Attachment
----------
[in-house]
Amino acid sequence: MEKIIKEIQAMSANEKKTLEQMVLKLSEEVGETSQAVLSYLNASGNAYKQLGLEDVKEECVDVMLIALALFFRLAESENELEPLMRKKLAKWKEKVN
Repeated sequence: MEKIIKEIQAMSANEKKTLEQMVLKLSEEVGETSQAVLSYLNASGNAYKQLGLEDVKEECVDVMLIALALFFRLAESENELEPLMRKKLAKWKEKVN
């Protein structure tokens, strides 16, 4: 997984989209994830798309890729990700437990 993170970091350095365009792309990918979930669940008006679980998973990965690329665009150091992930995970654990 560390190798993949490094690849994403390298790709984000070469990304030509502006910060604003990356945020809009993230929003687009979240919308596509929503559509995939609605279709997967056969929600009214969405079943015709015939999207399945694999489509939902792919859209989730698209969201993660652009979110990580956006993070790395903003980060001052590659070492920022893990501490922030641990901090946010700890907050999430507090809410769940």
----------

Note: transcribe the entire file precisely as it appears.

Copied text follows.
[in-house]
Amino acid sequence: MEKIIKEIQAMSANEKKTLEQMVLKLSEEVGETSQAVLSYLNASGNAYKQLGLEDVKEECVDVMLIALALFFRLAESENELEPLMRKKLAKWKEKVN
Repeated sequence: MEKIIKEIQAMSANEKKTLEQMVLKLSEEVGETSQAVLSYLNASGNAYKQLGLEDVKEECVDVMLIALALFFRLAESENELEPLMRKKLAKWKEKVN
């Protein structure tokens, strides 16, 4: 997984989209994830798309890729990700437990 993170970091350095365009792309990918979930669940008006679980998973990965690329665009150091992930995970654990 560390190798993949490094690849994403390298790709984000070469990304030509502006910060604003990356945020809009993230929003687009979240919308596509929503559509995939609605279709997967056969929600009214969405079943015709015939999207399945694999489509939902792919859209989730698209969201993660652009979110990580956006993070790395903003980060001052590659070492920022893990501490922030641990901090946010700890907050999430507090809410769940």